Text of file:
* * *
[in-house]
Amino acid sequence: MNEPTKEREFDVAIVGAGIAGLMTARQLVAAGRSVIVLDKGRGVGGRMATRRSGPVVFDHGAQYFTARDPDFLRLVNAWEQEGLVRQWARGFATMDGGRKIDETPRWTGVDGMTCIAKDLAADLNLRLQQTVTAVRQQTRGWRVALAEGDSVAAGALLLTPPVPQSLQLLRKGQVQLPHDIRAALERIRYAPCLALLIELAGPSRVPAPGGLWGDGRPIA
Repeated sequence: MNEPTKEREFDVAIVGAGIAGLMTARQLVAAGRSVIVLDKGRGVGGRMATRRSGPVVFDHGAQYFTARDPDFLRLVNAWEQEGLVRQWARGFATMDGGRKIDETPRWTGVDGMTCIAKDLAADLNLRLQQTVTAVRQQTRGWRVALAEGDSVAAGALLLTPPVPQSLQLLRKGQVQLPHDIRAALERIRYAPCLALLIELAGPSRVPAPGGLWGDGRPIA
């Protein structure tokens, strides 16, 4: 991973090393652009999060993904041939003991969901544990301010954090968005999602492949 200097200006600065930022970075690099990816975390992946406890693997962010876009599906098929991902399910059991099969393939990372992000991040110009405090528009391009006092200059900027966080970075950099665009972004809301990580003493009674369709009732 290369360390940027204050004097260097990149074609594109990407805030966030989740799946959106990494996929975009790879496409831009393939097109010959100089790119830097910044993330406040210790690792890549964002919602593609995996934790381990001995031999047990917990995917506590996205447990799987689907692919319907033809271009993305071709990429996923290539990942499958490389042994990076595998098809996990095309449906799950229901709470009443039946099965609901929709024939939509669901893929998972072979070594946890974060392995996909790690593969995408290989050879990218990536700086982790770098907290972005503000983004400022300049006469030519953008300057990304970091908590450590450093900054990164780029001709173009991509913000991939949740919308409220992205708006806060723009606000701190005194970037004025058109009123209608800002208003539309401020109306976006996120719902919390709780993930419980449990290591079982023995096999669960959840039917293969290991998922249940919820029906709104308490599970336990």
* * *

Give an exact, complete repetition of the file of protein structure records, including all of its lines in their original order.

[in-house]
Amino acid sequence: MNEPTKEREFDVAIVGAGIAGLMTARQLVAAGRSVIVLDKGRGVGGRMATRRSGPVVFDHGAQYFTARDPDFLRLVNAWEQEGLVRQWARGFATMDGGRKIDETPRWTGVDGMTCIAKDLAADLNLRLQQTVTAVRQQTRGWRVALAEGDSVAAGALLLTPPVPQSLQLLRKGQVQLPHDIRAALERIRYAPCLALLIELAGPSRVPAPGGLWGDGRPIA
Repeated sequence: MNEPTKEREFDVAIVGAGIAGLMTARQLVAAGRSVIVLDKGRGVGGRMATRRSGPVVFDHGAQYFTARDPDFLRLVNAWEQEGLVRQWARGFATMDGGRKIDETPRWTGVDGMTCIAKDLAADLNLRLQQTVTAVRQQTRGWRVALAEGDSVAAGALLLTPPVPQSLQLLRKGQVQLPHDIRAALERIRYAPCLALLIELAGPSRVPAPGGLWGDGRPIA
């Protein structure tokens, strides 16, 4: 991973090393652009999060993904041939003991969901544990301010954090968005999602492949 200097200006600065930022970075690099990816975390992946406890693997962010876009599906098929991902399910059991099969393939990372992000991040110009405090528009391009006092200059900027966080970075950099665009972004809301990580003493009674369709009732 290369360390940027204050004097260097990149074609594109990407805030966030989740799946959106990494996929975009790879496409831009393939097109010959100089790119830097910044993330406040210790690792890549964002919602593609995996934790381990001995031999047990917990995917506590996205447990799987689907692919319907033809271009993305071709990429996923290539990942499958490389042994990076595998098809996990095309449906799950229901709470009443039946099965609901929709024939939509669901893929998972072979070594946890974060392995996909790690593969995408290989050879990218990536700086982790770098907290972005503000983004400022300049006469030519953008300057990304970091908590450590450093900054990164780029001709173009991509913000991939949740919308409220992205708006806060723009606000701190005194970037004025058109009123209608800002208003539309401020109306976006996120719902919390709780993930419980449990290591079982023995096999669960959840039917293969290991998922249940919820029906709104308490599970336990």